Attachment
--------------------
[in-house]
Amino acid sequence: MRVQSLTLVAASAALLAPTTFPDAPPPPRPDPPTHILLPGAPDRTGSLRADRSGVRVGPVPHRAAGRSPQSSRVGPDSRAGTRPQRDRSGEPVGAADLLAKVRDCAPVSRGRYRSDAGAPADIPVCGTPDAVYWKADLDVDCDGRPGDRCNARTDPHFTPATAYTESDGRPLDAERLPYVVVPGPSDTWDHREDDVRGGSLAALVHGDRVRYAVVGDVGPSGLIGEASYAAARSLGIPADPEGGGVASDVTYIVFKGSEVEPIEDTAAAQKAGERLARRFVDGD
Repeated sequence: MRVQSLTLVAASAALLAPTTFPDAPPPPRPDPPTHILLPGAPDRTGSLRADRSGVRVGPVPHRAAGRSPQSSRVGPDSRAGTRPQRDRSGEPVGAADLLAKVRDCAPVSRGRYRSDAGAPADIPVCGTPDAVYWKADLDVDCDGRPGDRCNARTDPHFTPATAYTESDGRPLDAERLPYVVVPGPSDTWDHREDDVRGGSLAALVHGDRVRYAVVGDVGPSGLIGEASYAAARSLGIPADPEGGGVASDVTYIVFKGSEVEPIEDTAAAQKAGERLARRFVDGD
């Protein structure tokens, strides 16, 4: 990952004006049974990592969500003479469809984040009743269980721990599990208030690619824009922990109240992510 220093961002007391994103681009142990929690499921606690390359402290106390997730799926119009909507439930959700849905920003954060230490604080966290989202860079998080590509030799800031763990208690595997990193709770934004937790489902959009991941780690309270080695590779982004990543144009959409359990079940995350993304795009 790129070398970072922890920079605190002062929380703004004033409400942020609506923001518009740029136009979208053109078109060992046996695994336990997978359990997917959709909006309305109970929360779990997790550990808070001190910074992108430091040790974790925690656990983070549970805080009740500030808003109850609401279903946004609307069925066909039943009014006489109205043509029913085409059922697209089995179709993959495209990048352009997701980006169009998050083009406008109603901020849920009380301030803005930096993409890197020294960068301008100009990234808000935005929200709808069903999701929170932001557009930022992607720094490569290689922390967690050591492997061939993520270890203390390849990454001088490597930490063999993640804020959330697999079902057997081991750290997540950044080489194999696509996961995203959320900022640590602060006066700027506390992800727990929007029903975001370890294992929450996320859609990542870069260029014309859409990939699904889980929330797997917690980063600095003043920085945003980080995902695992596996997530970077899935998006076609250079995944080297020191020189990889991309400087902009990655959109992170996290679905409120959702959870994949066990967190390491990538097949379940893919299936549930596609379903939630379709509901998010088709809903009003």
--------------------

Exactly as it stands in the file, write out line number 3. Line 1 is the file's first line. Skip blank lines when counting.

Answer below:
Repeated sequence: MRVQSLTLVAASAALLAPTTFPDAPPPPRPDPPTHILLPGAPDRTGSLRADRSGVRVGPVPHRAAGRSPQSSRVGPDSRAGTRPQRDRSGEPVGAADLLAKVRDCAPVSRGRYRSDAGAPADIPVCGTPDAVYWKADLDVDCDGRPGDRCNARTDPHFTPATAYTESDGRPLDAERLPYVVVPGPSDTWDHREDDVRGGSLAALVHGDRVRYAVVGDVGPSGLIGEASYAAARSLGIPADPEGGGVASDVTYIVFKGSEVEPIEDTAAAQKAGERLARRFVDGD